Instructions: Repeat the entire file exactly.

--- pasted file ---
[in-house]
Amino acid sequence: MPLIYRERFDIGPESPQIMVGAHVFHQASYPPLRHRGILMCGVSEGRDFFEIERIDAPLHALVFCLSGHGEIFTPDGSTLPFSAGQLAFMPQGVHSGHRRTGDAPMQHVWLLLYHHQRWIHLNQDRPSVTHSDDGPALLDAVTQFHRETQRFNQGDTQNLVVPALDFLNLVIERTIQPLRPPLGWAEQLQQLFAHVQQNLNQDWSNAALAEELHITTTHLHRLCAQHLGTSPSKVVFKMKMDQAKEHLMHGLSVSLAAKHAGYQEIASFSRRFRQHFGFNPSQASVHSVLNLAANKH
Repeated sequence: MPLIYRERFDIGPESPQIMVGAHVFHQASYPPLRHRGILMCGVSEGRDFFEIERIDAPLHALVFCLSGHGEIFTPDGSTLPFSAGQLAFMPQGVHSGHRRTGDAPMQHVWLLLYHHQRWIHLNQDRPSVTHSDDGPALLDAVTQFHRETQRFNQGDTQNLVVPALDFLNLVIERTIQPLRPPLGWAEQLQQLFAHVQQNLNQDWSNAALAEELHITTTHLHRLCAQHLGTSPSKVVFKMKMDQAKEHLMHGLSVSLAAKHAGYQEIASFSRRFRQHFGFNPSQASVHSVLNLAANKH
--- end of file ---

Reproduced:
[in-house]
Amino acid sequence: MPLIYRERFDIGPESPQIMVGAHVFHQASYPPLRHRGILMCGVSEGRDFFEIERIDAPLHALVFCLSGHGEIFTPDGSTLPFSAGQLAFMPQGVHSGHRRTGDAPMQHVWLLLYHHQRWIHLNQDRPSVTHSDDGPALLDAVTQFHRETQRFNQGDTQNLVVPALDFLNLVIERTIQPLRPPLGWAEQLQQLFAHVQQNLNQDWSNAALAEELHITTTHLHRLCAQHLGTSPSKVVFKMKMDQAKEHLMHGLSVSLAAKHAGYQEIASFSRRFRQHFGFNPSQASVHSVLNLAANKH
Repeated sequence: MPLIYRERFDIGPESPQIMVGAHVFHQASYPPLRHRGILMCGVSEGRDFFEIERIDAPLHALVFCLSGHGEIFTPDGSTLPFSAGQLAFMPQGVHSGHRRTGDAPMQHVWLLLYHHQRWIHLNQDRPSVTHSDDGPALLDAVTQFHRETQRFNQGDTQNLVVPALDFLNLVIERTIQPLRPPLGWAEQLQQLFAHVQQNLNQDWSNAALAEELHITTTHLHRLCAQHLGTSPSKVVFKMKMDQAKEHLMHGLSVSLAAKHAGYQEIASFSRRFRQHFGFNPSQASVHSVLNLAANKH